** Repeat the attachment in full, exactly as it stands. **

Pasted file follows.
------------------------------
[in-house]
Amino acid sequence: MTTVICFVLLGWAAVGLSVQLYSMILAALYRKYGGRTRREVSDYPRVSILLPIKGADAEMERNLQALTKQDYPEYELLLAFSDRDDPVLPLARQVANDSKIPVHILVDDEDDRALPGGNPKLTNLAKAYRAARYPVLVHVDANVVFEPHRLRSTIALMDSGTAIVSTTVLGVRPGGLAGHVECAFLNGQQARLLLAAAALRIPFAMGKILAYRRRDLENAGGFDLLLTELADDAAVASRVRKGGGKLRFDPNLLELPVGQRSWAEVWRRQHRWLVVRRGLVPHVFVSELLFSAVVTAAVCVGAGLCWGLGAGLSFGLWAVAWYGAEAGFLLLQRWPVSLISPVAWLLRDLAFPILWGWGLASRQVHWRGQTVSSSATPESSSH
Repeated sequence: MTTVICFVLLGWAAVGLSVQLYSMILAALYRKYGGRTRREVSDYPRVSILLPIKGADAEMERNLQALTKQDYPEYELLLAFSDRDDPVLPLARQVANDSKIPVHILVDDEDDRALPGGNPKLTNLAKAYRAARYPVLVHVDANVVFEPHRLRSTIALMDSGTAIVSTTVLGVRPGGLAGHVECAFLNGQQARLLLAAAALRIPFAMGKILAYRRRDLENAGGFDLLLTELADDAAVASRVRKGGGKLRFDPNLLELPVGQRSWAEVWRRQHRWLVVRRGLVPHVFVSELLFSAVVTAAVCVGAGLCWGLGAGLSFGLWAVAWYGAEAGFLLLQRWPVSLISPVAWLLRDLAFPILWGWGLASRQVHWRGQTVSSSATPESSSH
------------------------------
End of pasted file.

[in-house]
Amino acid sequence: MTTVICFVLLGWAAVGLSVQLYSMILAALYRKYGGRTRREVSDYPRVSILLPIKGADAEMERNLQALTKQDYPEYELLLAFSDRDDPVLPLARQVANDSKIPVHILVDDEDDRALPGGNPKLTNLAKAYRAARYPVLVHVDANVVFEPHRLRSTIALMDSGTAIVSTTVLGVRPGGLAGHVECAFLNGQQARLLLAAAALRIPFAMGKILAYRRRDLENAGGFDLLLTELADDAAVASRVRKGGGKLRFDPNLLELPVGQRSWAEVWRRQHRWLVVRRGLVPHVFVSELLFSAVVTAAVCVGAGLCWGLGAGLSFGLWAVAWYGAEAGFLLLQRWPVSLISPVAWLLRDLAFPILWGWGLASRQVHWRGQTVSSSATPESSSH
Repeated sequence: MTTVICFVLLGWAAVGLSVQLYSMILAALYRKYGGRTRREVSDYPRVSILLPIKGADAEMERNLQALTKQDYPEYELLLAFSDRDDPVLPLARQVANDSKIPVHILVDDEDDRALPGGNPKLTNLAKAYRAARYPVLVHVDANVVFEPHRLRSTIALMDSGTAIVSTTVLGVRPGGLAGHVECAFLNGQQARLLLAAAALRIPFAMGKILAYRRRDLENAGGFDLLLTELADDAAVASRVRKGGGKLRFDPNLLELPVGQRSWAEVWRRQHRWLVVRRGLVPHVFVSELLFSAVVTAAVCVGAGLCWGLGAGLSFGLWAVAWYGAEAGFLLLQRWPVSLISPVAWLLRDLAFPILWGWGLASRQVHWRGQTVSSSATPESSSH